Many of us became familiar with Gullah culture through director Julie Dash’s seminal 1991 film, Daughters of the Dust. The first feature film by a Black woman to get general theatrical release, Daughters of the Dust chronicles the lives of a group of women living in the Sea islands off the coast of South Carolina dealing with the ways in which modernization will affect their lives and their unique culture.

Straw basket made by the Gullah culture of coastal Georgia & South Carolina, USA. (Photo Credit: Jud McCrainie, Creative Commons)

The Gullah are the descendants of enslaved Africans of various ethnic groups who live mainly in the so-called Lowcountry of Georgia and South Carolina though historically the culture has extended as far north as the Cape Fear area of North Carolina and as far south as northern Florida. The Gullah live on both the coastal plain and the Sea Islands. Partly because of the relatively sparse presence of white plantation owners in the area, they developed a culture much more heavily influenced by Africa than that of other African Americans. The language is a form of English Creole that is very close to the Krio spoken in Sierra Leone and their religious, folk beliefs, farming techniques, food, and crafts hew closely to West African culture as well.

One of the most  important aspects of African culture kept alive by the Gullah is basket weaving, or basket-making. According to one of the foremost Gullah basket makers in the country, Henrietta Snype, “Basket making is an art that came from the Senegal area and when our slaves were brought here, they had to try to figure out how they were going to preserve the past.”

Obviously, the enslaved workers were confronted with this conundrum with regard to many aspects of African culture including religion, family practices, etc. Basket making would receive less resistance for a very practical reason. Rice played a crucial part in building the wealth of America. Rice was one of the biggest industries in antebellum South Carolina and Georgia. Plantation owners specifically bought slaves from the Senegambia area, and paid a premium for those Africans, for their technical knowledge of cultivating rice. The baskets were an essential part of that process.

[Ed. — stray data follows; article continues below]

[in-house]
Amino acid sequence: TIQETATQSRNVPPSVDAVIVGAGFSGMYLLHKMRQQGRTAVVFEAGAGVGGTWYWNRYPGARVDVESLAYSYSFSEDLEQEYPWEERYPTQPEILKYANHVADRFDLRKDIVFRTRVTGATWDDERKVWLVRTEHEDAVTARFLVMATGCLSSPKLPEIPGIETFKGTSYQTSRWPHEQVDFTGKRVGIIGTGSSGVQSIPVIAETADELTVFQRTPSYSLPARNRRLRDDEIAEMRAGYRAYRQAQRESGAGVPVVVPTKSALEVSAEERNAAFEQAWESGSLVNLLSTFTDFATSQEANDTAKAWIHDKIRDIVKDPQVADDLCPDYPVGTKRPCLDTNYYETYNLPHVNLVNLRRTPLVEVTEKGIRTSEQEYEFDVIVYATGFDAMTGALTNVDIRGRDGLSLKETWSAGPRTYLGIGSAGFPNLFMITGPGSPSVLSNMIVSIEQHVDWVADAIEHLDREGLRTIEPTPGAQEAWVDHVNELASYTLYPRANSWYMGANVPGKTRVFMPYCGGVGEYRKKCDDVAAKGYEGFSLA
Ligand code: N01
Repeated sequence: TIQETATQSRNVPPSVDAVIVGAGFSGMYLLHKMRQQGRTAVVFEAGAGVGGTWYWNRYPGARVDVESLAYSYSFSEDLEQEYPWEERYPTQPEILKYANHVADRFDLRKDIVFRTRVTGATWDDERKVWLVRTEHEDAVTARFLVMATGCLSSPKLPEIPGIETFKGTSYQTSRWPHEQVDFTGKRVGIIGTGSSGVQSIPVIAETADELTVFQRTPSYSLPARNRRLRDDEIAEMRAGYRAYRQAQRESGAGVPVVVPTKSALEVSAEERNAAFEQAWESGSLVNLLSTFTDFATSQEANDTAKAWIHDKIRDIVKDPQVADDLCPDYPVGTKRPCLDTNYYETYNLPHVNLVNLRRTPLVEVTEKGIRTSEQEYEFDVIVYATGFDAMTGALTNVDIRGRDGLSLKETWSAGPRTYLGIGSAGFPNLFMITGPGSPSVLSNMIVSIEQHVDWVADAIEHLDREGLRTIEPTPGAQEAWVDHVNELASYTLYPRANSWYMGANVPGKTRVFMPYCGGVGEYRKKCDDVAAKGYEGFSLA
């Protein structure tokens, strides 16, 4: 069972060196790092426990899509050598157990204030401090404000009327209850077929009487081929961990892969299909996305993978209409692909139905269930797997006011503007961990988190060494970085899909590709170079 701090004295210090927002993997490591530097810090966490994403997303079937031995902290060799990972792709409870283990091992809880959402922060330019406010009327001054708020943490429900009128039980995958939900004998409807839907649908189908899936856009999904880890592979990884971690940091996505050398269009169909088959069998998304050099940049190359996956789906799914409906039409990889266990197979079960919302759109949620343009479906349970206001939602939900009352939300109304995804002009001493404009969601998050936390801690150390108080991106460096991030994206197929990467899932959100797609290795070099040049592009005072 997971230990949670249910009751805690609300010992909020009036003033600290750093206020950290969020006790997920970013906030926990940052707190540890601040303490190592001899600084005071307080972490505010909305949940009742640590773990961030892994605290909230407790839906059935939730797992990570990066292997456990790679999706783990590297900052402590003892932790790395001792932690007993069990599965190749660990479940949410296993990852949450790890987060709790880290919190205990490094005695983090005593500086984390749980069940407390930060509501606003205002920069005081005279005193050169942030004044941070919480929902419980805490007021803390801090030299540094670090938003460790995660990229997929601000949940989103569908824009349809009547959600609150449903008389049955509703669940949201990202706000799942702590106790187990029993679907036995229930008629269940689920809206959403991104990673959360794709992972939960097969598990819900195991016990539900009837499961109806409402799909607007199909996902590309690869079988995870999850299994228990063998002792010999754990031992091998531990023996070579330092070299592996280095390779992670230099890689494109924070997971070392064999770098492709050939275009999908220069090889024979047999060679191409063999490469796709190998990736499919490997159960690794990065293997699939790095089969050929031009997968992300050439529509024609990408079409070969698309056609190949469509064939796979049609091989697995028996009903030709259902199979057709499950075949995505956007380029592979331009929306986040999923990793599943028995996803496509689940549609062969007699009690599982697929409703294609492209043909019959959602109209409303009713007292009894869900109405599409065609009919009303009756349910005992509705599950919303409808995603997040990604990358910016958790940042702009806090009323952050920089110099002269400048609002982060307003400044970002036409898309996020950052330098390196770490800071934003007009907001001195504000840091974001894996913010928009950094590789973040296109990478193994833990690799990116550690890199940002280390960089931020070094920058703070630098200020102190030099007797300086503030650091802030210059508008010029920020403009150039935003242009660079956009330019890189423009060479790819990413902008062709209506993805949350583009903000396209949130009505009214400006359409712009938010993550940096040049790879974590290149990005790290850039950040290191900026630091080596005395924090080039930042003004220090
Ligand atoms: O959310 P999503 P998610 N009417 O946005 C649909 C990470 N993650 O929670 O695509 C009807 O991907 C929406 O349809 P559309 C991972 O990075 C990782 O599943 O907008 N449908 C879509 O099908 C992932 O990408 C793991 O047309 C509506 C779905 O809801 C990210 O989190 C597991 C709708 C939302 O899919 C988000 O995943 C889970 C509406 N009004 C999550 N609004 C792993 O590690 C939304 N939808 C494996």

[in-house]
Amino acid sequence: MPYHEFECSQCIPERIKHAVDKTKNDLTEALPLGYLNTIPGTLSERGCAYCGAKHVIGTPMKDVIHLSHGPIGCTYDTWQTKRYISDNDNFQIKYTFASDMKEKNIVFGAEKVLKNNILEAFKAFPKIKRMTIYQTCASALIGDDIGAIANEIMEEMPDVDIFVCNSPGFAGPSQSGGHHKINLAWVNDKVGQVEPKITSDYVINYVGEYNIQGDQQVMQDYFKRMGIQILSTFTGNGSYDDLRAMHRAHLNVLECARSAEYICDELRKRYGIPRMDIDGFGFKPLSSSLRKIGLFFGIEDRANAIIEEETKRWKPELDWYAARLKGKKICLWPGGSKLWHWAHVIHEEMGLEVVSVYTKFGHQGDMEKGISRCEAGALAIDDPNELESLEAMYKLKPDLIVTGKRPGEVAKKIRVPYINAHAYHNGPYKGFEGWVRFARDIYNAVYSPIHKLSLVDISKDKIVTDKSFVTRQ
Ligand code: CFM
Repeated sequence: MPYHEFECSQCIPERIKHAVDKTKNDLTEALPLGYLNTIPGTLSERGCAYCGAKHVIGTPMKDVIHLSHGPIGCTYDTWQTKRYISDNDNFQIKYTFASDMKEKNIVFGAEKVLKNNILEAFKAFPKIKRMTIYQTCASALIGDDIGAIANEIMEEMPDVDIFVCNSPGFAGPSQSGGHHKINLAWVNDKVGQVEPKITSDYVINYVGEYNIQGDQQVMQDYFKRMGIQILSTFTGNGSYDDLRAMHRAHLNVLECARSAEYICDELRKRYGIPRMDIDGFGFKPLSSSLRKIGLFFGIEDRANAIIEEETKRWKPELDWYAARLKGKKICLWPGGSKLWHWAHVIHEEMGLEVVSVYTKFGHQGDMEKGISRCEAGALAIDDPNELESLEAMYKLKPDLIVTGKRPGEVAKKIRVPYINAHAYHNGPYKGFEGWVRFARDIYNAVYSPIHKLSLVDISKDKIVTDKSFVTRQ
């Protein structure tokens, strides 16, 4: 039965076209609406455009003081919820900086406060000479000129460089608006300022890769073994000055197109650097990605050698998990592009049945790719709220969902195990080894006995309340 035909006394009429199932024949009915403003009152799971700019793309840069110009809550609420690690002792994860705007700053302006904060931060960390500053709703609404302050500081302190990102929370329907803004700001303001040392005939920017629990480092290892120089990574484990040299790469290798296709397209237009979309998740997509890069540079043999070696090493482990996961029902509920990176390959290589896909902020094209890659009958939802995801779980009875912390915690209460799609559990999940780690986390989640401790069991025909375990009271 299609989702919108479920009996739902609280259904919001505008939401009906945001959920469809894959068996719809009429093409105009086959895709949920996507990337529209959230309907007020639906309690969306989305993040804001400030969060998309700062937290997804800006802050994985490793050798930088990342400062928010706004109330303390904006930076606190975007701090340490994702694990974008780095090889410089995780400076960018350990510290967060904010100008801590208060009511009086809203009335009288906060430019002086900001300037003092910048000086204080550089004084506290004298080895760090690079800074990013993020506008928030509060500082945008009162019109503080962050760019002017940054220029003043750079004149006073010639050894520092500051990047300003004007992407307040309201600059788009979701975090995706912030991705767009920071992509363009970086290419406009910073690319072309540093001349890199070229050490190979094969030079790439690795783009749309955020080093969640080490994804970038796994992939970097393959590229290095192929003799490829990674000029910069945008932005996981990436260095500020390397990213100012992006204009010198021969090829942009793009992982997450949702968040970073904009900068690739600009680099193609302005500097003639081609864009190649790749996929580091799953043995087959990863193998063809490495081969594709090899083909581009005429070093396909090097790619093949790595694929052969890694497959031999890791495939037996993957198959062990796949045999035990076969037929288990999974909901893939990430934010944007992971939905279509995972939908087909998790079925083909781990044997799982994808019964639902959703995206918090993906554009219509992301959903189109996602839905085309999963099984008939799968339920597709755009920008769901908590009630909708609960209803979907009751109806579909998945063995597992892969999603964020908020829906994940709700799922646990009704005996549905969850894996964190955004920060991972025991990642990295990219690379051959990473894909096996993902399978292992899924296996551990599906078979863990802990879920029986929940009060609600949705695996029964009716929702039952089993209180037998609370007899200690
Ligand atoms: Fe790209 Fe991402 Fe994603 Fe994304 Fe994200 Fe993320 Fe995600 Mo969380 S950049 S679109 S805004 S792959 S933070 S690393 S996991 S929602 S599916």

Snype explained, “South Carolina was known for growing a lot of rice so you had to know how to make a fanner because when you collect the rice, it would go in that particular style basket for harvesting.” The fanner was a type of shallow basket used to separate the grain from the chaff. The baskets were made from materials like sweet grass, palmetto leaves, and pine needles. In addition to those used for rice cultivation, Snype told the AFRO,“There were baskets for fruit, baskets for carrying Bibles, etc.”

Of course, with the advent of technology and the shifts in industry, basket-making isn’t a crucial aspect of contemporary business. However, it remains an important cultural link to Africa. “My ancestors and theirs before them, knew they had to find a way to preserve the craft.” Snype explained. Learning the craft was, she said, “mandatory” when she was growing up. “My great grandmother, Sally Turner, taught my grandmother, Elizabeth Johnson, my grandmother taught my mother and my mother, Mary, taught me. I taught my daughter and now she has a daughter who she taught. So it’s passed down. Once you learn as a child, you never forget.”

When Snype first entered adulthood, she lost her connection to the art. A traumatic family event renewed her commitment. “I went to school and I worked for a while and I got away from it. Then my grandmother became ill. I decided I had to preserve and protect it.”

She also wanted the basket making to be respected as a form of art in its own right. She recalled, “I started taking photographs of my work and I submitted it to the South Carolina Arts Commission because I wanted to be recognized as an artist and not just a basketmaker.” She was accepted and has gone on to teach basket making in museums, schools, social organizations all over the United States.

Snype acknowledges that not all Gullah basket makers feel the same way she does. “A lot of basket makers will not teach because they feel like it’s giving away the craft but I feel you’re not actually giving it away. You’re sharing it.”

The baskets can sell for anywhere from $40 to upwards of $5,000 and on average take about eight hours to complete one of average size. Snype continues to do what she does though, for reasons much beyond monetary gain.  “It gives me.” she said, “A different perspective because it doesn’t just reflect me. It reflects that I am part of a community as a whole. When a community can preserve and protect its art it just gives you a great feeling because it’s something that no one else has.”